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Old 2010-03-09, 19:40   #1
rogue
 
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Default Factoring EM47

Quote:
Originally Posted by frmky View Post
EM43 is factored by NFS@Home:

Code:
68-digit prime factor:
87991098722552272708281251793312351581099392851768893748012603709343
112-digit prime factor:
3164988789995660286920661075702707824540509995347150710802440021290930042981317991635632012608684057669131233917
EM44 - EM46 all have a small factor. The next roadblock is EM47, a 256-digit number with no factor smaller than 20 digits.
Many people have been waiting for this for a while. One would have needed some luck to find that factor with GMP-ECM.
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Old 2010-03-09, 19:52   #2
sean
 
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Quote:
Originally Posted by frmky View Post
EM43 is factored by NFS@Home:

Code:
68-digit prime factor:
87991098722552272708281251793312351581099392851768893748012603709343
112-digit prime factor:
3164988789995660286920661075702707824540509995347150710802440021290930042981317991635632012608684057669131233917
EM44 - EM46 all have a small factor. The next roadblock is EM47, a 256-digit number with no factor smaller than 20 digits.
Awesome! Have you notified Crandall and Pomerance, this particular number is mentioned in their book.
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Old 2010-03-09, 19:58   #3
henryzz
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Quote:
Originally Posted by frmky View Post
The next roadblock is EM47, a 256-digit number with no factor smaller than 20 digits.
And where can we get hold of that number?
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Old 2010-03-09, 20:03   #4
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Just to clarify:

EM44 has factor 107
EM45 has factor 127
EM46 has factor 3313
EM47 is this number:
Code:
1103211021556224950320857474629136274403207171149379589714114723150386622499653804938278785515108572580176773848180740319473132010224746780126854078078147700083327285484886146503985210746878713815121432016326226877964286156464913770459306370172713035675031
Can someone email this to Neil Sloane for inclusion in A000945?

Last fiddled with by 10metreh on 2010-03-09 at 20:07
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Old 2010-03-09, 21:39   #5
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I'm searching for factors of the c256 up to 45 digits (~9700 curves at 11M, simultaneous with 4700 at 3M).

Last fiddled with by CRGreathouse on 2010-03-09 at 21:46
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Old 2010-03-09, 22:04   #6
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Quote:
Originally Posted by R. Gerbicz View Post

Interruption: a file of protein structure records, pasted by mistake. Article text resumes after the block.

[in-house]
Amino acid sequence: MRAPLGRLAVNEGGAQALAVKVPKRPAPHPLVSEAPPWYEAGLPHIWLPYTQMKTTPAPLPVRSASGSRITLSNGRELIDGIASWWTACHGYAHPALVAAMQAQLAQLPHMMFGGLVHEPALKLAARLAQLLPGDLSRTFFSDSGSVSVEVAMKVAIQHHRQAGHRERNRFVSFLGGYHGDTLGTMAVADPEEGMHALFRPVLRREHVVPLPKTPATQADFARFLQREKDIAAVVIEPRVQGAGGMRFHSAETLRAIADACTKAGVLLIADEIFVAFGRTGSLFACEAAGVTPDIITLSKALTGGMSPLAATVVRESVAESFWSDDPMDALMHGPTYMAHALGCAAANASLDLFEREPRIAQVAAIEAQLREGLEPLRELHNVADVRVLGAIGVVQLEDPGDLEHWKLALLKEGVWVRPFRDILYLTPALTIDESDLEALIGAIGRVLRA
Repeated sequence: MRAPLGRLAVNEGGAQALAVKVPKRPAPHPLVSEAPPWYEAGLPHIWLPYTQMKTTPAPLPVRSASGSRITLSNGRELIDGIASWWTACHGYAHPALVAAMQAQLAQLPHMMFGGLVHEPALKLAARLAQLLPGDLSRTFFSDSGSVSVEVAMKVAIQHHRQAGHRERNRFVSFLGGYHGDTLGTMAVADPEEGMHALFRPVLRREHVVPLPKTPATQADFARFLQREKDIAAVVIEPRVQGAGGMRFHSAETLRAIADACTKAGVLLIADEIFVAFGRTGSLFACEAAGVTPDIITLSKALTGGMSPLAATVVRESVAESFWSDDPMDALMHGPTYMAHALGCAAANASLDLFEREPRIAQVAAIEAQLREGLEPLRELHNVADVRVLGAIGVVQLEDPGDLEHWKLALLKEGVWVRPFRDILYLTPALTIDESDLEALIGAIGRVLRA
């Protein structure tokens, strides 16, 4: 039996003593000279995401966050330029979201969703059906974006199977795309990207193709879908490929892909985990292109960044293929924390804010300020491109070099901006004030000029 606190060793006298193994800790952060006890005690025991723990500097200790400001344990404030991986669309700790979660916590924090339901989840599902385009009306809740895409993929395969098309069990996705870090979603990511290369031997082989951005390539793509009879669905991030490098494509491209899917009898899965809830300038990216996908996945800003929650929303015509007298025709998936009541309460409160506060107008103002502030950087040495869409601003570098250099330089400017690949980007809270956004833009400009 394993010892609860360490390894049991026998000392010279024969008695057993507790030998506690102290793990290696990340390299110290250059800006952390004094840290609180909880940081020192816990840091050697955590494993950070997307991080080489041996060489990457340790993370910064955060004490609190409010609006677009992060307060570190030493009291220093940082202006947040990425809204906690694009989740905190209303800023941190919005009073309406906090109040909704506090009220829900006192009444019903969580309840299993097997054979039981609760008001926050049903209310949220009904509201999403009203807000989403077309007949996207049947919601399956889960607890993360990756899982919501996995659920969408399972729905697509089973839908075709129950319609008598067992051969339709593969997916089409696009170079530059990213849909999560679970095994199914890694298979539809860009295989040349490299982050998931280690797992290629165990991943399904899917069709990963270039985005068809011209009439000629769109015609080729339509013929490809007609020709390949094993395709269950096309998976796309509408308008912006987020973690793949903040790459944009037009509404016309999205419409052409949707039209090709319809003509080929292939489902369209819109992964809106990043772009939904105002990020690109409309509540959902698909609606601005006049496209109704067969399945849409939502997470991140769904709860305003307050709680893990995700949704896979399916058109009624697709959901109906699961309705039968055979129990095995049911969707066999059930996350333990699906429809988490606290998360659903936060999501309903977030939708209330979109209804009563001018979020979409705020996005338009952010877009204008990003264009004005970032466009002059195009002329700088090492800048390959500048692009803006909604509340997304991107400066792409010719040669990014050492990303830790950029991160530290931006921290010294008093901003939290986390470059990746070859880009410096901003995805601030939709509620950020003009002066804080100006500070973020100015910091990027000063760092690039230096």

Here is the few easy numbers. I think the title is wrong because by factoring a[1]*..*a[43]+1 we got actually the 44th term of the sequence and not the 43rd.
The convention seems to be that the number generated by the n'th term is EMn, and factoring EMn gives the (n+1)th term of the sequence. That is, the first 43 terms were known. Their product plus one is referred to as EM43. The smallest prime factor of EM43 is the 44'th term of the sequence.
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Old 2010-03-10, 05:44   #7
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Quote:
Originally Posted by frmky View Post
The next roadblock is EM47, a 256-digit number with no factor smaller than 20 digits.
Using Dario's applet, I ran curves 1-383, so no factor smaller than 25 digits.
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Old 2010-03-10, 19:03   #8
sean
 
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Not that it is needed, but one more factor for the 46th stage:

Code:
46 127.6069700067.56020785082237742556947.c215
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Old 2010-03-10, 19:06   #9
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Quote:
Originally Posted by Uncwilly View Post
Using Dario's applet, I ran curves 1-383, so no factor smaller than 25 digits.
I already have it to 35 digits (work in progress on 45 digits across 10 cores).
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Old 2010-03-10, 19:20   #10
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intersting sequence, and a quick summary here!
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Old 2010-03-10, 19:46   #11
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Quote:
Originally Posted by frmky View Post
Interesting credit for the large term.
ok, was a quick shot!

perhaps 'NFS@Home' better?

PS: edited!

Last fiddled with by kar_bon on 2010-03-10 at 19:50
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